Category Archives: Death

Death by Texting

It’s bad enough when people drive and talk on the phone – they don’t have the use of their phone hand for maneuvering the car (and in many states, talking without a hands-free headset is illegal), and they are totally absorbed in a conversation, meaning they’re not looking alertly for pedestrians, bicyclists, a herd of buffalo or other cars.  What’s even more egregious is the texting craze which has the driver looking down and reading or dialing or writing and not even looking ahead at the road for several seconds, which could mark the difference between life and death.

For Victoria McBryde, 24, those few precious seconds meant her death.  22 year old Phillipa Curtis has been convicted of the death of Ms McBryde – caused by texting while driving.  The victim’s car had broken down and was by the side of the road with all its lights on and emergency lights blinking – a bit hard NOT to notice.  Nonetheless, she was killed instantly when her car was rear-ended by the texting Ms. Curtis, who will spend only two years in prison for this crime.

This all took place in Britain, which has added jail time to a conviction for killing by texting and driving.  Ms. Curtis’ phone records indicated that she had exchanged nearly two dozen messages with at least five friends, mostly concerning her encounter with a celebrity singer she had served at a restaurant where she worked.  That’s what was so important?  For that, someone had to die??  Death due to dangerous driving (e.g., texting) is on the level of drinking while driving, and can earn four to seven years in jail.  Apparently, the perp was a pretty, seemingly sweet young thing, and so her jail time was minimized by the judge – a sentence that was met with anger by the victim’s family as well as the by the prosecutor…and by me.

Ironically, it was also discovered that the victim herself had sent a text message and talked on her cell phone using the speaker function while driving before her car broke down. 

Please don’t think you are invincible, and the laws and recommendations about driving safely apply to everyone else, while you are “special.”  The lives of these two young women are forever changed.  One life was forfeited; the other woman is jailed and living with the guilt of having killed another human being because she just had to gossip to five friends about seeing a rock star.  Sad.

Remembering A Child Lost

I received this poignant email about a heartbreaking topic, but Kelly has found inspiration in her loss, and that’s the message I’d like to pass on to all of you:

Dr. Laura:
I listened to a call you took from a woman who had lost a baby (a twin), and wondered how to handle this as she tried to go forward in life.  I thought I’d share how my family has coped with our loss.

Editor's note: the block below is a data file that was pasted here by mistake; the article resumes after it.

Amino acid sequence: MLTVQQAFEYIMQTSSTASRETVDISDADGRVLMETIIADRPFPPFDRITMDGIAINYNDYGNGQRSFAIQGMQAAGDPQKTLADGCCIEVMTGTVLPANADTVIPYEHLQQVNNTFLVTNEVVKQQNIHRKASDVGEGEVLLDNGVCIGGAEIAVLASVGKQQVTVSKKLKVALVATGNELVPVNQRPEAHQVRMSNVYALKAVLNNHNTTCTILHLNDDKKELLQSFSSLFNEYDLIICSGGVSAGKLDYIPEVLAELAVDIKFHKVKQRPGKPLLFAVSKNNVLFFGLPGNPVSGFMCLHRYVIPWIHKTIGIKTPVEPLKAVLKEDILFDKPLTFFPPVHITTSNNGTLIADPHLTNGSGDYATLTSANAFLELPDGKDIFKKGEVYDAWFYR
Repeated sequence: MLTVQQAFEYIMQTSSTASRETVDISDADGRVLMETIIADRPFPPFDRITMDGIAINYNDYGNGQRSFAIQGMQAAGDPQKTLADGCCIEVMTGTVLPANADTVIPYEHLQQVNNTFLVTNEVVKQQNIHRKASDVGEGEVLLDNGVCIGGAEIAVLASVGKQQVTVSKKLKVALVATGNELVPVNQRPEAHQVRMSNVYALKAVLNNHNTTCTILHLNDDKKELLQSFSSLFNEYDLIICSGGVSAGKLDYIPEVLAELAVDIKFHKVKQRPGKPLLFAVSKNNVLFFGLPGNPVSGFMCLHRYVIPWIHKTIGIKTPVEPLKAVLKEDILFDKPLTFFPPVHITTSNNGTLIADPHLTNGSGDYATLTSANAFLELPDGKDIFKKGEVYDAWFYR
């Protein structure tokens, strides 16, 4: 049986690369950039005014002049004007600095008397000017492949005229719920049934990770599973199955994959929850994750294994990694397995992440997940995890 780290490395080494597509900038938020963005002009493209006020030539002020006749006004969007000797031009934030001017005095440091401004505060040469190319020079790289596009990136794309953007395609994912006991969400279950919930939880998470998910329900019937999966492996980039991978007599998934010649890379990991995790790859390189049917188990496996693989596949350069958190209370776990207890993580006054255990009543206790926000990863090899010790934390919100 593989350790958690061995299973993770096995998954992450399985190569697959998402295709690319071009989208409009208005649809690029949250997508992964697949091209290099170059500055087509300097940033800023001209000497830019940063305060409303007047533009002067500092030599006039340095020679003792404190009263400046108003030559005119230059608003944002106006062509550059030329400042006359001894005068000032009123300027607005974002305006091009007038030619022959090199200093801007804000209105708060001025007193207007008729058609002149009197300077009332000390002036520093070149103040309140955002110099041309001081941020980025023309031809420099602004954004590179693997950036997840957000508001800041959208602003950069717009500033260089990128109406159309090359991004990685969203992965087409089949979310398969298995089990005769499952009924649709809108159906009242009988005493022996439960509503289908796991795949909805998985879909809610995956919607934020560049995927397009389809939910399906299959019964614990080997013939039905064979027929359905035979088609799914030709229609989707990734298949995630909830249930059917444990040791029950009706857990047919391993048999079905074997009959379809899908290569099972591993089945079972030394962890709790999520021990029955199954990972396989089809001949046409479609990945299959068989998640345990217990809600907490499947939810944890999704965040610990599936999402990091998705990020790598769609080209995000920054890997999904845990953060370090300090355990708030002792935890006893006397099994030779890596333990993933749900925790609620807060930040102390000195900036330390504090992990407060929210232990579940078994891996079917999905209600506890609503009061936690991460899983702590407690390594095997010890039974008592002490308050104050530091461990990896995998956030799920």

My son was stillborn almost 13 years ago now.  He was my first baby, and the loss was devastating, especially since it was such a struggle to conceive him at all.  Three months after the loss I became pregnant again (huge surprise!).  How could I be happy for this baby when I was still mourning my son?  It was scary and hard, but I was determined to notice what would become good memories, so that I would have them to share with this child as she was growing up and wanting to hear how happy we were as we anticipated her arrival.  But I still struggled each year as the anniversary of my son’s birth/death approached. 

And then I read a story about a woman who had been raped and left for dead.  After years of agonizing fear and dread as the anniversary of her attack approached each year, she decided to do something to change all that.  She used that date each year to celebrate her life, and the fact that she still had it.  By this time, we had already shared with our daughter that she had a brother in heaven who watched over her.  I decided to take that a step further.

Rather than trying to cover up or explain my sadness at that time each year, I decided to make it a time of remembrance and appreciation.  If nothing else, my son’s death taught me just how fleeting this life is, and there is not a moment to take for granted. It took me a long time to get to this place, but now, on that day each year, my husband, my daughter and I take that day off (no matter what) just to spend time with each other doing something fun, and remembering how appreciative we are that we have each other.

We’ve been camping, spent a day at the park, went to the beach…anything that immersed us in each other.  And we take time out to remember our son, and thank him for that awesome lesson.  When it comes to the loss of a child, I really think every person has to find his or her own way.  I just thought I’d share ours, in hopes that it might help someone else.

Kelly